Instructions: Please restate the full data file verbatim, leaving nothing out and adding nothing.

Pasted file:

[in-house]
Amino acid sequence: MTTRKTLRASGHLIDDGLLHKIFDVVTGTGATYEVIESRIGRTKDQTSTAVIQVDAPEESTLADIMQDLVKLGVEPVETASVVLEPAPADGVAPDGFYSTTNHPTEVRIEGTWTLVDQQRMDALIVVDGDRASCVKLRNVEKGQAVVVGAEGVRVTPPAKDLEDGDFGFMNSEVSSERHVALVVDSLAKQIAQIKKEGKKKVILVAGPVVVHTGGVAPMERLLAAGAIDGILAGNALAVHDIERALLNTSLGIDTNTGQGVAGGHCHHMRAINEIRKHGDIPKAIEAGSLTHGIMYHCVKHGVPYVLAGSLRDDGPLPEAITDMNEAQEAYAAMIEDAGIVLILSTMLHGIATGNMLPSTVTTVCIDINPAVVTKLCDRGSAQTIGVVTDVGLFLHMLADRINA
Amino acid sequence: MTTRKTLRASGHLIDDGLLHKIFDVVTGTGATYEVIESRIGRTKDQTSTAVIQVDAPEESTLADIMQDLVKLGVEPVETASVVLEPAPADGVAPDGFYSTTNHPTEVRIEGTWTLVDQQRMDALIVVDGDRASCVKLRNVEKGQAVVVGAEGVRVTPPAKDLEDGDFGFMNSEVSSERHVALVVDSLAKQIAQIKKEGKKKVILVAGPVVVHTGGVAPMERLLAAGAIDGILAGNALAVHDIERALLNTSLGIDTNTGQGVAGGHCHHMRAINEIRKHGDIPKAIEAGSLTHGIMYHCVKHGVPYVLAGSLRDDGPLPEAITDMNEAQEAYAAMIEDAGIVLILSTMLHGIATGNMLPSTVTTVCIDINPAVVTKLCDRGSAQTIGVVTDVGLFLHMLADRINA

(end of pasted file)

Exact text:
[in-house]
Amino acid sequence: MTTRKTLRASGHLIDDGLLHKIFDVVTGTGATYEVIESRIGRTKDQTSTAVIQVDAPEESTLADIMQDLVKLGVEPVETASVVLEPAPADGVAPDGFYSTTNHPTEVRIEGTWTLVDQQRMDALIVVDGDRASCVKLRNVEKGQAVVVGAEGVRVTPPAKDLEDGDFGFMNSEVSSERHVALVVDSLAKQIAQIKKEGKKKVILVAGPVVVHTGGVAPMERLLAAGAIDGILAGNALAVHDIERALLNTSLGIDTNTGQGVAGGHCHHMRAINEIRKHGDIPKAIEAGSLTHGIMYHCVKHGVPYVLAGSLRDDGPLPEAITDMNEAQEAYAAMIEDAGIVLILSTMLHGIATGNMLPSTVTTVCIDINPAVVTKLCDRGSAQTIGVVTDVGLFLHMLADRINA
Amino acid sequence: MTTRKTLRASGHLIDDGLLHKIFDVVTGTGATYEVIESRIGRTKDQTSTAVIQVDAPEESTLADIMQDLVKLGVEPVETASVVLEPAPADGVAPDGFYSTTNHPTEVRIEGTWTLVDQQRMDALIVVDGDRASCVKLRNVEKGQAVVVGAEGVRVTPPAKDLEDGDFGFMNSEVSSERHVALVVDSLAKQIAQIKKEGKKKVILVAGPVVVHTGGVAPMERLLAAGAIDGILAGNALAVHDIERALLNTSLGIDTNTGQGVAGGHCHHMRAINEIRKHGDIPKAIEAGSLTHGIMYHCVKHGVPYVLAGSLRDDGPLPEAITDMNEAQEAYAAMIEDAGIVLILSTMLHGIATGNMLPSTVTTVCIDINPAVVTKLCDRGSAQTIGVVTDVGLFLHMLADRINA